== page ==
The primary cultivated grape species, Vitis vinifera, is one of around 60 Vitis species. Species in this genus are native to the temperate zones of the northern hemisphere, with a few species reaching the tropics. In North America, there are around two dozen species. A number of species occur in Asia, but just one is native to Europe, Vitis vinifera. Vitis vinifera is by far the most economically important Vitis species and accounts for most commercial grape plantings, not just for wine. Nearly three quarters of the world's commercial grape production is devoted to wine grapes, around a quarter to table grapes, and much smaller amounts to dried grapes (raisins) and non-alcoholic grape juice.
Vitis vinifera is a vigorous climber, growing to a height of 16 to 20 m if left unpruned. It climbs by means of forked tendrils produced intermittently at two out of three vegetative nodes. Its leaves are 9 to 28 cm wide, long-stalked, palmately lobed, and coarsely toothed. The petals of the small greenish flowers are joined at the tips. The fruits are (technically) berries, with or without seeds.
Wild V. vinifera is found from the Atlantic to the western Himalayas. This is one of the oldest fruit crops in the Old World. Seeds have been found at a late Neolithic site (4500 BCE) in Cyprus, at early Bronze Age sites at Jericho (around 3200 BCE), and at other ancient sites in the Levant. Viticulture, including wine production, occurred in Egypt at least as early as 2400 BCE, as recorded in the hieroglyphics of the time. It is uncertain where this grape was first domesticated—possibly in Armenia or along the eastern shores of the Mediterranean. The Romans brought the crop to temperate European countries, including Britain. It was brought to the New World by Christopher Columbus in 1492; Portugese and Spanish explorers brought it to North and South America. It was later brought to the Atlantic Coast of North America by British, French, and Dutch settlers (some hybridization likely occurred between this species and the North American natives V. rotundifolia [Muscadine Grape] and V. labrusca.)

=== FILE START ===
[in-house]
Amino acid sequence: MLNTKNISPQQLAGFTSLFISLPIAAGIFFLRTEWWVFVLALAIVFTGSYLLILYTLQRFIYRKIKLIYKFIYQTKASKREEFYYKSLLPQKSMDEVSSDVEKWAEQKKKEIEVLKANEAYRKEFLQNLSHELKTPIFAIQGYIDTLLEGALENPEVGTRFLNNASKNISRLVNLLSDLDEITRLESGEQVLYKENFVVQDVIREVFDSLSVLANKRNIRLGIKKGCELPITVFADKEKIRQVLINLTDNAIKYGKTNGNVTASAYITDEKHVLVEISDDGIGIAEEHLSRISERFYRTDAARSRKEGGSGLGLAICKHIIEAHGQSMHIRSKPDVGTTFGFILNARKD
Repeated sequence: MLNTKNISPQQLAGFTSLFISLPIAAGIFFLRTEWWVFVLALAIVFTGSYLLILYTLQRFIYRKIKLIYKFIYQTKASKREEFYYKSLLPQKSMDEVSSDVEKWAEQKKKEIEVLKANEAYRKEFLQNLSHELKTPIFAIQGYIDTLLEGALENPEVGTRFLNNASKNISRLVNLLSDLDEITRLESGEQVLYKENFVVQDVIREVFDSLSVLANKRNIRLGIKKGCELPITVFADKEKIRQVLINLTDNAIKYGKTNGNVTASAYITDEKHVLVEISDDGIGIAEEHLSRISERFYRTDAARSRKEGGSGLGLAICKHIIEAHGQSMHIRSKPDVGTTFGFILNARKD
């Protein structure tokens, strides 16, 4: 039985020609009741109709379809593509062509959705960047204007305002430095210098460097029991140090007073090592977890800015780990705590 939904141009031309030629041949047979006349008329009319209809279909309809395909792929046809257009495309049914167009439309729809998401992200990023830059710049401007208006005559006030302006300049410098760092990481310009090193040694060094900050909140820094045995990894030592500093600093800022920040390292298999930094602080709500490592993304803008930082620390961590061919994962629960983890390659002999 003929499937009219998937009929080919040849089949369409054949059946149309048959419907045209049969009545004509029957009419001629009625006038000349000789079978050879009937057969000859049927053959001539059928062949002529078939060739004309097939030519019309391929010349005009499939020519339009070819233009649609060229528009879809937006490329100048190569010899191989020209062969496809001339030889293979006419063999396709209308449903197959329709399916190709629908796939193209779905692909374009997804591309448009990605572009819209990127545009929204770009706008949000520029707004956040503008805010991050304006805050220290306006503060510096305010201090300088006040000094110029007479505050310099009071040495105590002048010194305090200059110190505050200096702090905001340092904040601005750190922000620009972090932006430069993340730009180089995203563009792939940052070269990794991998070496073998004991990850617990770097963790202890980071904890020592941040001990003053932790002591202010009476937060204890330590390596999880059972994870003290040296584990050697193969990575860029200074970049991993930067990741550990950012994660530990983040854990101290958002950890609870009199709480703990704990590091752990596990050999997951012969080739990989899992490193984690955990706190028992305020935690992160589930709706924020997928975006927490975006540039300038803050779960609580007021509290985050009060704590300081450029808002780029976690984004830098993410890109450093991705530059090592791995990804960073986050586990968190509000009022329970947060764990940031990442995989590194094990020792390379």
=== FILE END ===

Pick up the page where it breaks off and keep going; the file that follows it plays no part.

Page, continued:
Grapes contain a large amount of sugar (15 to 25%), with roughly equal amounts of glucose and fructose and only a trace of sucrose. Vitamin C content is low (around 3 mg/100g). The fruits contain tartaric acid and malic acid in similar concentrations (around 0.5 g/100g). The red and black grape pigments are anthocyanins.
Grapes are generally classified as either black (including red and purple) or white (including yellow and green). They may also be categorized by use as either table or dessert grapes (firm flesh and low acidity), wine grapes (soft flesh and high acidity), or dried grapes (firm flesh, high sugar, and moderate to low acidity). The number of cultivars of wine grape is in the thousands.
Note that the basic difference between red wine and white wine is that the skins are included in the former. Thus, only dark-skinned grapes can produce red wine, but dark-skinned grapes can also be used to produce white wines since the skin is removed.
In the mid-1800s the European wine industry was devastated by the appearance of a North American grape pest, the Grape Phylloxera, to which V. vinifera was extremely susceptible. Fortunately, grafting grapevines onto resistant American rootstocks turned out to be a workable solution and the European wine industry was saved.
- Vaughan, J.G. and C.A. Geissler. 1997. The New Oxford Book of Food Plants (revised and updated edition). Oxford University Press, New York.
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